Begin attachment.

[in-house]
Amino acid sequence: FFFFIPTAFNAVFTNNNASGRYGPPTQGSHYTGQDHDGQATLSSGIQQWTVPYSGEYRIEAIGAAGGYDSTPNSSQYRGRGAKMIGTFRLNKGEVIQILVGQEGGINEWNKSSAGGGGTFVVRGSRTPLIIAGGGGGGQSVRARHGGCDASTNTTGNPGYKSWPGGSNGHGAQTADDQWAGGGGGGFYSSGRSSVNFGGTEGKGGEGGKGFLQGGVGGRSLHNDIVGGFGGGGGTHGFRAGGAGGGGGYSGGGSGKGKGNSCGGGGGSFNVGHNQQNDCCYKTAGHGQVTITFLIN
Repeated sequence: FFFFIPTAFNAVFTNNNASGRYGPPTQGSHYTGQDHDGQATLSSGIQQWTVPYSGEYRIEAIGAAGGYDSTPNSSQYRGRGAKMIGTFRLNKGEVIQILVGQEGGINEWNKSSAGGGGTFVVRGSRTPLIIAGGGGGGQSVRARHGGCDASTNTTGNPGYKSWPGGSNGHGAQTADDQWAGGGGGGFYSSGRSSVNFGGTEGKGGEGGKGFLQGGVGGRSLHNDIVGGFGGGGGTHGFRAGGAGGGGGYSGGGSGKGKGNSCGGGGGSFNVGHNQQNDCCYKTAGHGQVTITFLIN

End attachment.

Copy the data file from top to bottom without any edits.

[in-house]
Amino acid sequence: FFFFIPTAFNAVFTNNNASGRYGPPTQGSHYTGQDHDGQATLSSGIQQWTVPYSGEYRIEAIGAAGGYDSTPNSSQYRGRGAKMIGTFRLNKGEVIQILVGQEGGINEWNKSSAGGGGTFVVRGSRTPLIIAGGGGGGQSVRARHGGCDASTNTTGNPGYKSWPGGSNGHGAQTADDQWAGGGGGGFYSSGRSSVNFGGTEGKGGEGGKGFLQGGVGGRSLHNDIVGGFGGGGGTHGFRAGGAGGGGGYSGGGSGKGKGNSCGGGGGSFNVGHNQQNDCCYKTAGHGQVTITFLIN
Repeated sequence: FFFFIPTAFNAVFTNNNASGRYGPPTQGSHYTGQDHDGQATLSSGIQQWTVPYSGEYRIEAIGAAGGYDSTPNSSQYRGRGAKMIGTFRLNKGEVIQILVGQEGGINEWNKSSAGGGGTFVVRGSRTPLIIAGGGGGGQSVRARHGGCDASTNTTGNPGYKSWPGGSNGHGAQTADDQWAGGGGGGFYSSGRSSVNFGGTEGKGGEGGKGFLQGGVGGRSLHNDIVGGFGGGGGTHGFRAGGAGGGGGYSGGGSGKGKGNSCGGGGGSFNVGHNQQNDCCYKTAGHGQVTITFLIN